The Trogir Codex was created, as long ago established, around 1423-25, prob-ably in Florence. For a long time all trace of it was lost, until ca. 1653, as already observed, Marin Statilić took it down from the shelf of the family library of the Cipikos and announced this news to the world (the first edition of Trimalchio’s Feast appeared in Padua in 1664). In the darkness of this total and more than two-century long disappearance only the light of a note on the first page of the MS has glimmered: “Questo libro sia di me Pola[n]tonio Cipico”. This so far, as it seems, unanalysed note (there are two Paolo Antonios; one died in 1533 and the other in 1570) confirms for us the already probable assumption that the codex had been in the Cipiko library long before Statilić’s find. Now we can throw light on a vast part of the dark ages of the history of the Trogir manuscript. Now, that is, we know that the codex in the period round the turn of the 15th and 16th centuries, and perhaps for the whole of Marulić’s life, was in Split, in the hands of Marko Marulić.
Many of the old puzzles about the Trogir MS come back now with increased strength, and new ones also crop up (A. C. de la Mare, faced with a number of unknowns, not accidentally called it “that mysterious manuscript, the Codex Traguriensis”). Who was the copyist of the main part of the codex? How and when did it fall into Marulić’s hands? How, and when, and whither, and why, did it leave them? Furthermore: is it to be ascribed to mere coincidence that the second edition of Petronius’s excerpta vulgaria (Venice, 1499) was published by Bernardinus Venetus de Vitalibus, who was soon to become not only the long-term but - we would venture to say - the authorised printer of Marulić’s works? For it was he who printed the De Institutione (1506-1507), De Humilitate et Gloria Christi (1519), Epistula ad Adrianum VI Pont. Max. (1522) and Dialogus de Laudibus Herculis (posthumous, 1524).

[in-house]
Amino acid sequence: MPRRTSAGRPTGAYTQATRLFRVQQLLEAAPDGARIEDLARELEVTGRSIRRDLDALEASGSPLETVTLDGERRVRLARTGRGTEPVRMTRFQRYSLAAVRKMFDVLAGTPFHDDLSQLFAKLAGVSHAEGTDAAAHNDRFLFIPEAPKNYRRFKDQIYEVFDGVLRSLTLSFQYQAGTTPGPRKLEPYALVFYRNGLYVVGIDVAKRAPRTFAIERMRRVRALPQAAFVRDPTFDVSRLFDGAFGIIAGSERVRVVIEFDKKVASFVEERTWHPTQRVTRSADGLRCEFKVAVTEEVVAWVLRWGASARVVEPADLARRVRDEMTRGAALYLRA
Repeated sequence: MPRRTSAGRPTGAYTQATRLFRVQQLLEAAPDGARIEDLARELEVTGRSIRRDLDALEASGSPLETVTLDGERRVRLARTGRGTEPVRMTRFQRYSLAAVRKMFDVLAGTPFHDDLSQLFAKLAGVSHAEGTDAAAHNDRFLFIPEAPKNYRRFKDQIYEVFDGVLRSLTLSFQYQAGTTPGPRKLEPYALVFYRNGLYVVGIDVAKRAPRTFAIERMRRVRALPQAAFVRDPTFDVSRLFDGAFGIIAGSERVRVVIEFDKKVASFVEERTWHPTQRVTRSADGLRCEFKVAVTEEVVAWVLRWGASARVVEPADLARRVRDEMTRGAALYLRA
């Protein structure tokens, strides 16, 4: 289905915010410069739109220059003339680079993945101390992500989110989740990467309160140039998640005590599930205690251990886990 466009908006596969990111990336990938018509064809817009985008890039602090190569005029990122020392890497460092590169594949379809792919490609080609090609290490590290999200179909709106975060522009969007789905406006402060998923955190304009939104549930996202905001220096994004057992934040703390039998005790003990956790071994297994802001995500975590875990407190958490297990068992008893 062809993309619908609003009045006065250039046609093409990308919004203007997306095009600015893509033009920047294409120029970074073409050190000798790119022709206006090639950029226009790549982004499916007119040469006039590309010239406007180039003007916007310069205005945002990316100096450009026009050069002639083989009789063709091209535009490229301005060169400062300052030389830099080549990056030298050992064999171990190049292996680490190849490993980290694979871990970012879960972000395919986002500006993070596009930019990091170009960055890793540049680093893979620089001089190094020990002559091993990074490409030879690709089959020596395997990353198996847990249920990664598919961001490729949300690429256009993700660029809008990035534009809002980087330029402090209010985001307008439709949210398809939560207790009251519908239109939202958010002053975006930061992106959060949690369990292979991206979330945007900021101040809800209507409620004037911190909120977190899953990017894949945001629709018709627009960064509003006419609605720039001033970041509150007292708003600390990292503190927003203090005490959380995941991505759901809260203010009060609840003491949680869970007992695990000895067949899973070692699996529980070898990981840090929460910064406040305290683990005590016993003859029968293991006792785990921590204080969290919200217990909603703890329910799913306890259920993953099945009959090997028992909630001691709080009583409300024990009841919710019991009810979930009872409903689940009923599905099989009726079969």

Before further conclusions can be adduced - or if not conclusions then at least plausible hypotheses - there is a vast task of patient and detailed study of the Trogir manuscript sub specie Maruli, which I have actually started. But whatever the answers, and whatever questions remain unanswered, it is already beyond doubt that this is a major gain for our knowledge not only of Marulić’s humanistic pro-file, but of the Trogir MS history as well, and that it will have far-reaching consequences. Some not at all marginal chapters not only of Marulićan philology, but also of humanist philology in general, will have to be rewritten.